What is a Fair Commission to Pay an Apartment Broker? – Ask The Expert

One of my apartment syndication consulting clients is under contract to sell one of their apartment deals. They emailed me a few questions about the percentage of the sales prices their broker is asking for as a commission.

The sales price is approximately $42 million, and the broker is asking for a 0.8% commission.

My client asked “do you think this is fair compensation? Do you think we should cap the commission at a certain number? Any additional bonus structure?”

For those who are not in the multifamily investing niche, you may be saying “0.8% commission sounds amazing” since you are likely used to the 3% commission for traditional SFRs and two to four-unit deals. However, since larger apartments are sold for tens of millions of dollars, the approach for paying the broker is different.

We asked Ashcroft Capital’s Director of Acquisitions Scott Lebenhart about how to fairly compensate a real estate broker and here is what he said:

The 0.8% commission “sounds a drop high for a deal that size. I always like to incentivize brokers to fight to push for the highest price but also create realistic expectations. If $42 million is the strike price, I would suggest your client tries to negotiate a 0.65% commission up to the strike price. Then, 5% for anything over the strike price. This way, the broker gets a fair commission if he/she hits expectations but can do much better if he/she delivers a great price.”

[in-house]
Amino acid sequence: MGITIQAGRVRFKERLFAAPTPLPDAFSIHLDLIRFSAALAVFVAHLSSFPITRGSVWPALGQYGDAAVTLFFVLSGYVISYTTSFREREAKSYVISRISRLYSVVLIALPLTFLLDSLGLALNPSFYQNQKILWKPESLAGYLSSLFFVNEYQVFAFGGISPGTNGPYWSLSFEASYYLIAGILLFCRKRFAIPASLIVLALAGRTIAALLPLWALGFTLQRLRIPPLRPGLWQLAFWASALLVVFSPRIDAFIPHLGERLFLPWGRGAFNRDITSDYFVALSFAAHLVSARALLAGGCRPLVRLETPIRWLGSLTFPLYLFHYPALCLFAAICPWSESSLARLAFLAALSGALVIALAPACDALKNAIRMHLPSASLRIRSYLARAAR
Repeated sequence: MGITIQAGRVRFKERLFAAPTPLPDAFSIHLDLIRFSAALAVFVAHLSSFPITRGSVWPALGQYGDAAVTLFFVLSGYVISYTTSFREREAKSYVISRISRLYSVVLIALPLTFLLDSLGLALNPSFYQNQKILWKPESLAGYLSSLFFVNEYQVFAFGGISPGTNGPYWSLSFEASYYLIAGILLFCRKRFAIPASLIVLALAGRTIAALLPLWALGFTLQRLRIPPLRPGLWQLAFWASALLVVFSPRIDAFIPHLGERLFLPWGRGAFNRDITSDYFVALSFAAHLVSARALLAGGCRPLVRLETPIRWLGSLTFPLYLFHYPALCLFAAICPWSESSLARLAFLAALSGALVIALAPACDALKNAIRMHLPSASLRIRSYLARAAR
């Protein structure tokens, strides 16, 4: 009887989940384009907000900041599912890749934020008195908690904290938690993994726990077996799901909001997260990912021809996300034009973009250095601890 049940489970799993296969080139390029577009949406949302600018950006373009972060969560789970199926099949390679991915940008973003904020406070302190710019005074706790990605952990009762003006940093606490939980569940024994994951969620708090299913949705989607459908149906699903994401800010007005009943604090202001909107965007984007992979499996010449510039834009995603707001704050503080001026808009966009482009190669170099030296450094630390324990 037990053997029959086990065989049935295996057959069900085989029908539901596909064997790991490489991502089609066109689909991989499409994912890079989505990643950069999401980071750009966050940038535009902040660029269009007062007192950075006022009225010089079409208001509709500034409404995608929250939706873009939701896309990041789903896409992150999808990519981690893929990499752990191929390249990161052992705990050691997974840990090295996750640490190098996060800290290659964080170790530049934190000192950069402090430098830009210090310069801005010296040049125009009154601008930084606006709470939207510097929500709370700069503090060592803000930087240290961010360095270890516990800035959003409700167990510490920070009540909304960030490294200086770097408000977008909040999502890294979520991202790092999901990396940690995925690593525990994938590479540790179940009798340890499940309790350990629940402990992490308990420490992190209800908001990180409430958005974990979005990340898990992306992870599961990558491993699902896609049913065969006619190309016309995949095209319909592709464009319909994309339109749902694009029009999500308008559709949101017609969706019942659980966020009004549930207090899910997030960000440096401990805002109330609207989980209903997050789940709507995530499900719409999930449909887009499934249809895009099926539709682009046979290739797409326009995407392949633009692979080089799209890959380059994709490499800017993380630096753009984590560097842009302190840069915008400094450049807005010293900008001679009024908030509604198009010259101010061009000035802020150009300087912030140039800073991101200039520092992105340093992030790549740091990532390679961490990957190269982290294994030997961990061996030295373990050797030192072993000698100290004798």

5% isn’t a typo either.

“In this case, you offer them what would be slightly below market. Market pricing would probably be around 0.75%. If the property sells for $44 million that means the commission would be $330,000 [$44 million X 0.75%]. By offering them a large incentive to get more than the strike price, it makes them fight for every last dollar. For example, if they sell the deal for $44 million, their commission would be $273,000 for the first $42 million plus $100,000 for the additional $2 million. The total commission would be $373,000 which means that the broker can do better as they do a better job getting a higher price.”

So, to answer my client’s question: the compensation structure that is most advantageous to both the seller and the broker is one where the commission percentage on the projected sales price is slightly below market rates and the commission percentage on the amount above the project sales price is significantly above market rates. With this structure, the broker can make more money by grinding for a higher sales price and the seller benefits from a higher sales price.

Do you have a question for an apartment syndication expert? Let us know in the comment section below or by emailing it to info@joefairless.com.

Are you an accredited investor who is interested in learning more about passively investing in apartment communities? Click here for the only comprehensive resource for passive apartment investors.

You may also like